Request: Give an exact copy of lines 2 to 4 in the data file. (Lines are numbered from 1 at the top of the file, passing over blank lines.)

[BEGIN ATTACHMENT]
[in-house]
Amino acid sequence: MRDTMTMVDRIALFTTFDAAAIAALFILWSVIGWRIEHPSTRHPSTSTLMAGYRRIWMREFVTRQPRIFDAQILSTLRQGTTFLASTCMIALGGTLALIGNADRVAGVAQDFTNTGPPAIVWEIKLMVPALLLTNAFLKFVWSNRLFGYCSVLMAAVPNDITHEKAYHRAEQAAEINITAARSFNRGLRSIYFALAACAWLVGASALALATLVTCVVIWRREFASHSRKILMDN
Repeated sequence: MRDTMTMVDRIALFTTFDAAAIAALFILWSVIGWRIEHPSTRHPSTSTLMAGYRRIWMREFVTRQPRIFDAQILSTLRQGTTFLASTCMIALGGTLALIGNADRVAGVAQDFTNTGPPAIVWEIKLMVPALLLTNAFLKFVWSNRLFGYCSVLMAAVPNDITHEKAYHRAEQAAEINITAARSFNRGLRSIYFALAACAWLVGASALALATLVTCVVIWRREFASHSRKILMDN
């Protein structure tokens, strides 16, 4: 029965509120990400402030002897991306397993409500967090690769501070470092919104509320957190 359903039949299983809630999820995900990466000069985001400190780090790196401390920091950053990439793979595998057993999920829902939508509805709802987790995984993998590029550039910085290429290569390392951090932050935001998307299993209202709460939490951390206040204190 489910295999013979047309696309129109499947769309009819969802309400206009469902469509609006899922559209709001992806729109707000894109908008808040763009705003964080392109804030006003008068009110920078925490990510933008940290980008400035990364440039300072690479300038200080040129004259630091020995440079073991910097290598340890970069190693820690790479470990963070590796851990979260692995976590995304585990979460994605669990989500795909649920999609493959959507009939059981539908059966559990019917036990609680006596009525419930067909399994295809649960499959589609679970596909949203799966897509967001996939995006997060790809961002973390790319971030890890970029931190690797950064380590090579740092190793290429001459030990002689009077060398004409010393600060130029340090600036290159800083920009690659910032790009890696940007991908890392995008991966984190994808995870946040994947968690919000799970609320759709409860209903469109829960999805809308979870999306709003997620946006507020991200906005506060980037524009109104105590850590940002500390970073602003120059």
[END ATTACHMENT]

Amino acid sequence: MRDTMTMVDRIALFTTFDAAAIAALFILWSVIGWRIEHPSTRHPSTSTLMAGYRRIWMREFVTRQPRIFDAQILSTLRQGTTFLASTCMIALGGTLALIGNADRVAGVAQDFTNTGPPAIVWEIKLMVPALLLTNAFLKFVWSNRLFGYCSVLMAAVPNDITHEKAYHRAEQAAEINITAARSFNRGLRSIYFALAACAWLVGASALALATLVTCVVIWRREFASHSRKILMDN
Repeated sequence: MRDTMTMVDRIALFTTFDAAAIAALFILWSVIGWRIEHPSTRHPSTSTLMAGYRRIWMREFVTRQPRIFDAQILSTLRQGTTFLASTCMIALGGTLALIGNADRVAGVAQDFTNTGPPAIVWEIKLMVPALLLTNAFLKFVWSNRLFGYCSVLMAAVPNDITHEKAYHRAEQAAEINITAARSFNRGLRSIYFALAACAWLVGASALALATLVTCVVIWRREFASHSRKILMDN
């Protein structure tokens, strides 16, 4: 029965509120990400402030002897991306397993409500967090690769501070470092919104509320957190 359903039949299983809630999820995900990466000069985001400190780090790196401390920091950053990439793979595998057993999920829902939508509805709802987790995984993998590029550039910085290429290569390392951090932050935001998307299993209202709460939490951390206040204190 489910295999013979047309696309129109499947769309009819969802309400206009469902469509609006899922559209709001992806729109707000894109908008808040763009705003964080392109804030006003008068009110920078925490990510933008940290980008400035990364440039300072690479300038200080040129004259630091020995440079073991910097290598340890970069190693820690790479470990963070590796851990979260692995976590995304585990979460994605669990989500795909649920999609493959959507009939059981539908059966559990019917036990609680006596009525419930067909399994295809649960499959589609679970596909949203799966897509967001996939995006997060790809961002973390790319971030890890970029931190690797950064380590090579740092190793290429001459030990002689009077060398004409010393600060130029340090600036290159800083920009690659910032790009890696940007991908890392995008991966984190994808995870946040994947968690919000799970609320759709409860209903469109829960999805809308979870999306709003997620946006507020991200906005506060980037524009109104105590850590940002500390970073602003120059």